The post-trade Griffey was such an injury-racked, inconsistent player—he played in more than 140 games just three times, including one season spent primarily as a DH—that it actually became easy to forget what an incredible player the young Griffey was. Debuting at age 19 in 1989, by 1991 he was already one of the league’s best players (he was fifth in WAR that season), and for a while there it seemed like he had a shot at being one of the five or ten greatest players who ever lived.
For the decade, Griffey was second in home runs, third in runs, and fourth in OPS. And he did all that while playing a center field that was so well-regarded by his contemporaries that he won a Gold Glove every year of the decade.
|John Wetteland poses with an unidentified Yankee (US Presswire)|
Somehow, despite all the awards and all the numbers, Griffey was also more than the sums of his parts, at least in the popular consciousness.
He was “The Kid,” the star of Ken Griffey, Jr. Presents Major League Baseball, and a man who guest starred on both The Simpsons and Fresh Prince of Bel-Air, which is pretty good.
None of that paragraph has anything to do with why Griffey earned his spot—his exploits on the field are more than enough—but for a man whose legacy is somewhat tarnished, it seems important to remember when he was a player who could seemingly do no wrong.
Right field: Larry Walker
There’s a decent sized portion of baseball fandom—albeit likely not Hardball Times readers—who mostly think of Walker as a Coors Field creation. That certainly would seem to be the cause of his relatively modest Hall of Fame voting totals.
The truth, though, is that Walker could hit anywhere. And often he did. Playing in Montreal until 1995, Walker twice put up seasons good enough to rank him in the top 10 in WAR. And even well past his prime in 2004-05, Walker managed an OPS over .900 playing for the Cardinals.
(For good measure, it’s also worth noting that Walker’s road OPS was .865 for his career, a more than respectable number.)
Of course, Walker’s number in Coors Field must be taken with a hearty grain of salt, but even thin air alone cannot account for two seasons with an OPS over 1.165—part of four overall with OPSs over 1.000. For the decade, his OPS+ is 12th in baseball. That’s a number only a man capable of hitting anywhere can give you.
Starting pitchers: Roger Clemens, Greg Maddux, David Cone, Randy Johnson, Kevin Brown
Many of the comments about the All-’80s team focused around the relative weakness of the pitching staff. I suspect we won’t be having that problem when it comes to this team. After all, there’s a collective 17 Cy Young Awards on this roster, to go along with 40 All-Star appearances. The rotation is definitely no weak spot here.
It starts at the top, with Clemens. Owner of the decade’s second-best ERA+, second-most strikeouts and third-most wins, Clemens also pitched probably the two most valuable seasons of the decade. The first was in 1990, and then his incredible 1997 when he won 21 games while leading the league in innings, ERA, strikeouts, complete games and shutouts. Some pitchers, notably Pedro Martinez, were better inning-for-inning, but no pitcher contributed more to his team than the Rocket did for the Jays that season.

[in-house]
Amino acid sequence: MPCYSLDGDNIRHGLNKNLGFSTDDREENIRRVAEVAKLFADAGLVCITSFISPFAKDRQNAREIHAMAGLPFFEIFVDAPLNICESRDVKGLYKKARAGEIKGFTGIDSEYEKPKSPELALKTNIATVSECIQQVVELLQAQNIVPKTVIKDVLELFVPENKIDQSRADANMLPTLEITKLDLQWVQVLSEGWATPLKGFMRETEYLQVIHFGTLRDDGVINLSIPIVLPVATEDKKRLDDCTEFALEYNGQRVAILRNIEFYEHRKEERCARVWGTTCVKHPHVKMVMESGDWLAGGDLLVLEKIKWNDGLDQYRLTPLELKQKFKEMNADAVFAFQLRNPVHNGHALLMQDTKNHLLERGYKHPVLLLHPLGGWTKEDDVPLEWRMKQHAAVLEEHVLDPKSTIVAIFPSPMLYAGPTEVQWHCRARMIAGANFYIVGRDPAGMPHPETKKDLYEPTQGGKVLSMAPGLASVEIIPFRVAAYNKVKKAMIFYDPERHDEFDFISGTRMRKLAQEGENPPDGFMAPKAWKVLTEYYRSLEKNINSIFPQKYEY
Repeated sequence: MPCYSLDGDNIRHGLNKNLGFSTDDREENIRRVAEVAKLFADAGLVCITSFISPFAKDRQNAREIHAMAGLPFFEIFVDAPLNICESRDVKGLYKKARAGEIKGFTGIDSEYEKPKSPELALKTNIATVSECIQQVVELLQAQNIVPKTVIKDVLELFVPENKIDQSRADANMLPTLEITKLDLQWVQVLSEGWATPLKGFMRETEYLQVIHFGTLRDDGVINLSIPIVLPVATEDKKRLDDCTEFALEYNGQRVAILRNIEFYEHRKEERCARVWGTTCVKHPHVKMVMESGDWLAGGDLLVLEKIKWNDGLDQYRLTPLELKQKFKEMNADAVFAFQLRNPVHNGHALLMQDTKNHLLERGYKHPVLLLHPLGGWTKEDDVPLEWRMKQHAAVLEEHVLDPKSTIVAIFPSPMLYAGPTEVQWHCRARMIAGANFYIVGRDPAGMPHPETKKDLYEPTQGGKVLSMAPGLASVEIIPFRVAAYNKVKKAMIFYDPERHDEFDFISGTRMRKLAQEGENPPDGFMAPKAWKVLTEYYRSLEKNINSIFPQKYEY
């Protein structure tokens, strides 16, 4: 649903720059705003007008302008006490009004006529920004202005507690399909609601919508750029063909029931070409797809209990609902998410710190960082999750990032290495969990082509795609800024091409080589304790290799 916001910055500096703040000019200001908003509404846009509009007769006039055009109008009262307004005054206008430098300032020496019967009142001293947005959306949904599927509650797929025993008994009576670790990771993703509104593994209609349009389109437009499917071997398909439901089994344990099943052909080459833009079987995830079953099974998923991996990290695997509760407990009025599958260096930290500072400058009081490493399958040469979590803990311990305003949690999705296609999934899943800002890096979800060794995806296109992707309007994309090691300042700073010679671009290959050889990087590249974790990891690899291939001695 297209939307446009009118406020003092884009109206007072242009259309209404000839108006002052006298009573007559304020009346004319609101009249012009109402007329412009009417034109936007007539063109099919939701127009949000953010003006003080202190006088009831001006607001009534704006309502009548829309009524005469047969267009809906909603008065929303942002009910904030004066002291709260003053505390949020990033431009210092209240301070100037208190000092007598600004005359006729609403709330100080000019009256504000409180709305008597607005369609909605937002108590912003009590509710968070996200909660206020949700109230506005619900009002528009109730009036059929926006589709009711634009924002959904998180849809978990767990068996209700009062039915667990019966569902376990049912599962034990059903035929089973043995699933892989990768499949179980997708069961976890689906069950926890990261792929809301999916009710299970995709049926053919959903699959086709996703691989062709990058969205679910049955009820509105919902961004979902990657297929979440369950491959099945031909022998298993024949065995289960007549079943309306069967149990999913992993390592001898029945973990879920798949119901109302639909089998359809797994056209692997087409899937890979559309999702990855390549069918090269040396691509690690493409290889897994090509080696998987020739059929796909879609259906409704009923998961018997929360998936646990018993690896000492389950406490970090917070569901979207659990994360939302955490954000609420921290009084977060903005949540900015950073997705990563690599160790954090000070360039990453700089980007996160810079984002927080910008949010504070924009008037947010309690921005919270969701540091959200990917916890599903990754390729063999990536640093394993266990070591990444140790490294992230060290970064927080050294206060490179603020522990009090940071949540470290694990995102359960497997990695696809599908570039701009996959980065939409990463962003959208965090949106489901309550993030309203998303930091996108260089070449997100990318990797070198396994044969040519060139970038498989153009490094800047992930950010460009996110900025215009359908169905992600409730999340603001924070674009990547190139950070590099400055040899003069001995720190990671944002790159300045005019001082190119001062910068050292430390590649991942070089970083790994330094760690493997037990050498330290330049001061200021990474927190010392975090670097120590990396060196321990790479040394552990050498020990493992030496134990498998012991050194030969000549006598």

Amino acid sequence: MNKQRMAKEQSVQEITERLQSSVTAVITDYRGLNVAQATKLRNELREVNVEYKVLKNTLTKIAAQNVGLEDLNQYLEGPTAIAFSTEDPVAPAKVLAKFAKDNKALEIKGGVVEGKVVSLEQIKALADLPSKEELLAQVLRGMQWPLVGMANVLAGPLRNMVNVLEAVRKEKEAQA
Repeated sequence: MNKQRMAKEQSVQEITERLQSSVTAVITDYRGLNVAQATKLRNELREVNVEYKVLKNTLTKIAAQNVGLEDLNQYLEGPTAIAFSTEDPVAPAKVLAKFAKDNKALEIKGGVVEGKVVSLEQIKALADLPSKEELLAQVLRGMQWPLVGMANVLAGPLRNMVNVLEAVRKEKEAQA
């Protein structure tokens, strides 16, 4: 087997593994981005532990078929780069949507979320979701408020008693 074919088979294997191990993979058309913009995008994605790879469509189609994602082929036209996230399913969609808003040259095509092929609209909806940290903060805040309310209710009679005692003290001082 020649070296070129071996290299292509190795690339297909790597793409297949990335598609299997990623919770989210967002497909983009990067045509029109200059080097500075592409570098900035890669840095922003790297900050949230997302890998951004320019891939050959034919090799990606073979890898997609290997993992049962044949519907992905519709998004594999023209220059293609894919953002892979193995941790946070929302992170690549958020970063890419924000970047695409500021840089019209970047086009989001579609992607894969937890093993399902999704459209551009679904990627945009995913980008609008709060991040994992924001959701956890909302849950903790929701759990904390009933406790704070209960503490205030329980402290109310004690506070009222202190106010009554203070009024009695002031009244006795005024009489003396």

During a four-year run in the middle of this decade, Maddux went an incredible 75-29, averaging almost 19 victories a year despite two of those seasons being strike-shortened. For good measure, his ERA+ during those years was over 200, and he led the league in innings each season. It should be no surprise, even if one didn’t already know, to learn that during those four years Maddux won four Cy Young awards.
Given some of the more marquee names in the group, like the aforementioned Martinez, Cone may seem an odd choice. Despite bouncing around considerably during the decade—he would play for five teams and be traded three times—Cone was remarkably consistent, posting just one ERA+ below 120 and often pitching much better than that. Cone also deserves credit for his postseason performance, going 2-0 with a 2.12 ERA in the World Series and 7-2, 3.71 overall in the postseason for the decade.
Johnson spent the first three seasons of the decade as a good-but-not-great pitcher, putting up a 3.81 ERA, good for a 105 ERA+ while going 39-35. Starting in 1994, he became a different pitcher. His numbers the rest of the decade: 92-32 with a 2.78 ERA, good for a 167 ERA+. He won Cy Young awards in both leagues and continued striking out enough hitters to lead all pitchers for the decade.
Brown wasn’t winning any personality contests and probably was not the man you wanted pitching in October (his playoff ERA was a relatively underwhelming 4.19, with an especially gruesome 6.04 in the World Series). But when he was on, Brown could be as dominant as any pitcher in baseball. In 1996, he led the league in ERA, ERA+, WHIP, homers per nine and shutouts. Keeping the ball in the ballpark was Brown’s specialty; thanks to a hard sinker, his HR/9 was the second-best figure of the decade among qualified starters.
Relief pitcher: John Wetteland
Like all of you, I can see the obituary headline already: John Wettleland, age whatever, Yankees closer prior to Rivera. That’s his legacy, and that’s a shame. From 1992 through the end of the decade, no reliever with at least 250 appearances was better. Well, no reliever except, of course, Mariano Rivera.
For the first (and probably only) time I’ll say this, enough about Rivera. Among qualifiers for the spot, Wetteland has, by a fair measure, the best ERA+, the second-best K/9 and the third-best WHIP. It should perhaps be no surprise then that Wetteland also led all pitchers in saves for the decade.
So Wetteland’s place in history is the man before Rivera. There are worse things to be—like, for example, the man after Rivera, as I suspect poor David Robertson is about to find out. We can only hope that when people remember Wetteland, they remember the man before Rivera as being a pretty good pitcher in his own right.
Manager: Bobby Cox
Given that earlier—and in longer column form—I’ve said that I would take the Yankees as the team of the decade, it may seem odd picking Cox as the all-decade manager. The reason, though, is relatively simple. While Joe Torre had a tremendous run managing the Yankees, he was the team’s skipper for only four years in the decade. He spent the first half of the decade managing the Cardinals, where he won as many as 87 games but also finished with a below-.500 record.
Meanwhile, in Atlanta, Cox won five pennants and never managed a full season without taking the Braves to the playoffs. The team won 90 or more games eight times and were on pace to do it again in 1994. For good measure, four of those seasons saw the Braves win 100 or more games.
Teams play to win championships, which is why the Yankees are the franchise of the decade. For picking the most successful manager of the decade, though, the choice is Cox.